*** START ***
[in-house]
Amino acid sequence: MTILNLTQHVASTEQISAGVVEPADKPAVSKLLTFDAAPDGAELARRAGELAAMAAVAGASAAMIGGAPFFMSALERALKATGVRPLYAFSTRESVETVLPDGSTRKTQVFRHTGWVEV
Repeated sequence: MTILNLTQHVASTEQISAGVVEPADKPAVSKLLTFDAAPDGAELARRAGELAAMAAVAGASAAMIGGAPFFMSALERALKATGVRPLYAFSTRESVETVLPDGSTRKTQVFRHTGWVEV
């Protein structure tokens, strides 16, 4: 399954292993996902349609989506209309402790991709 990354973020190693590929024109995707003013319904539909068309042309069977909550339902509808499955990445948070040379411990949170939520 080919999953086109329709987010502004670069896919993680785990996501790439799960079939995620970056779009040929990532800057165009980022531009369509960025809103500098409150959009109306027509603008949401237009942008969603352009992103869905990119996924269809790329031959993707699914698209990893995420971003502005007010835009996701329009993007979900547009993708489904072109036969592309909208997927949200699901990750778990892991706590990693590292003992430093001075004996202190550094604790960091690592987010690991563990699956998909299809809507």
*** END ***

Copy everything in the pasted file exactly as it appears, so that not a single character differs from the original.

[in-house]
Amino acid sequence: MTILNLTQHVASTEQISAGVVEPADKPAVSKLLTFDAAPDGAELARRAGELAAMAAVAGASAAMIGGAPFFMSALERALKATGVRPLYAFSTRESVETVLPDGSTRKTQVFRHTGWVEV
Repeated sequence: MTILNLTQHVASTEQISAGVVEPADKPAVSKLLTFDAAPDGAELARRAGELAAMAAVAGASAAMIGGAPFFMSALERALKATGVRPLYAFSTRESVETVLPDGSTRKTQVFRHTGWVEV
């Protein structure tokens, strides 16, 4: 399954292993996902349609989506209309402790991709 990354973020190693590929024109995707003013319904539909068309042309069977909550339902509808499955990445948070040379411990949170939520 080919999953086109329709987010502004670069896919993680785990996501790439799960079939995620970056779009040929990532800057165009980022531009369509960025809103500098409150959009109306027509603008949401237009942008969603352009992103869905990119996924269809790329031959993707699914698209990893995420971003502005007010835009996701329009993007979900547009993708489904072109036969592309909208997927949200699901990750778990892991706590990693590292003992430093001075004996202190550094604790960091690592987010690991563990699956998909299809809507």